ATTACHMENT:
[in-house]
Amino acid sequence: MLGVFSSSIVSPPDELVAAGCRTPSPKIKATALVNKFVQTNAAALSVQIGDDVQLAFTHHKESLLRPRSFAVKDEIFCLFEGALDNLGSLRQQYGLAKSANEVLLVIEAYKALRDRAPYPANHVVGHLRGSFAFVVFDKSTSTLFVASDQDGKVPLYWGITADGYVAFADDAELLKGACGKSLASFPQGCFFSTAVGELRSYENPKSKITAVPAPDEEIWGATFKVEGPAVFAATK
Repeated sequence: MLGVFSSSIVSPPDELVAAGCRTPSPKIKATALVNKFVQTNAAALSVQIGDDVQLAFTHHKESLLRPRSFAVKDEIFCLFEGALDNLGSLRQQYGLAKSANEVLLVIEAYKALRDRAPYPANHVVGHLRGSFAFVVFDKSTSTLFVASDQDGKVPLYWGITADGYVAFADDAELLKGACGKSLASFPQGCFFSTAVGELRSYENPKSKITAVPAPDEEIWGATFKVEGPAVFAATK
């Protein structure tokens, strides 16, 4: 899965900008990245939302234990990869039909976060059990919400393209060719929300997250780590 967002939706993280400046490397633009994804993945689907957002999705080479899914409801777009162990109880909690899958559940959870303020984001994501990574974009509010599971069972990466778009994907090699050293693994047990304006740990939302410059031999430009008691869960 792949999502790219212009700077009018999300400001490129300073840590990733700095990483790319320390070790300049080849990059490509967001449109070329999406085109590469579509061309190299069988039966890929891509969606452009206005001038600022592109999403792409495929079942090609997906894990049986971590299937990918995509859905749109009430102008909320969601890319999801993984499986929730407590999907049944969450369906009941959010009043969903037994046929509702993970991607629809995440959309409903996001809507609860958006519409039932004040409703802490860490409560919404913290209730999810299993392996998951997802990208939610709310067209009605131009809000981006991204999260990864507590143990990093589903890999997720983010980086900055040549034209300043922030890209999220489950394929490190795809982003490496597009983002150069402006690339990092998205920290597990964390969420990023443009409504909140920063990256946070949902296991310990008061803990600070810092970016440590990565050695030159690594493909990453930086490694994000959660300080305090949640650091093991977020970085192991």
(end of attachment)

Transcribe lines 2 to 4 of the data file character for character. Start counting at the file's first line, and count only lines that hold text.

Amino acid sequence: MLGVFSSSIVSPPDELVAAGCRTPSPKIKATALVNKFVQTNAAALSVQIGDDVQLAFTHHKESLLRPRSFAVKDEIFCLFEGALDNLGSLRQQYGLAKSANEVLLVIEAYKALRDRAPYPANHVVGHLRGSFAFVVFDKSTSTLFVASDQDGKVPLYWGITADGYVAFADDAELLKGACGKSLASFPQGCFFSTAVGELRSYENPKSKITAVPAPDEEIWGATFKVEGPAVFAATK
Repeated sequence: MLGVFSSSIVSPPDELVAAGCRTPSPKIKATALVNKFVQTNAAALSVQIGDDVQLAFTHHKESLLRPRSFAVKDEIFCLFEGALDNLGSLRQQYGLAKSANEVLLVIEAYKALRDRAPYPANHVVGHLRGSFAFVVFDKSTSTLFVASDQDGKVPLYWGITADGYVAFADDAELLKGACGKSLASFPQGCFFSTAVGELRSYENPKSKITAVPAPDEEIWGATFKVEGPAVFAATK
């Protein structure tokens, strides 16, 4: 899965900008990245939302234990990869039909976060059990919400393209060719929300997250780590 967002939706993280400046490397633009994804993945689907957002999705080479899914409801777009162990109880909690899958559940959870303020984001994501990574974009509010599971069972990466778009994907090699050293693994047990304006740990939302410059031999430009008691869960 792949999502790219212009700077009018999300400001490129300073840590990733700095990483790319320390070790300049080849990059490509967001449109070329999406085109590469579509061309190299069988039966890929891509969606452009206005001038600022592109999403792409495929079942090609997906894990049986971590299937990918995509859905749109009430102008909320969601890319999801993984499986929730407590999907049944969450369906009941959010009043969903037994046929509702993970991607629809995440959309409903996001809507609860958006519409039932004040409703802490860490409560919404913290209730999810299993392996998951997802990208939610709310067209009605131009809000981006991204999260990864507590143990990093589903890999997720983010980086900055040549034209300043922030890209999220489950394929490190795809982003490496597009983002150069402006690339990092998205920290597990964390969420990023443009409504909140920063990256946070949902296991310990008061803990600070810092970016440590990565050695030159690594493909990453930086490694994000959660300080305090949640650091093991977020970085192991």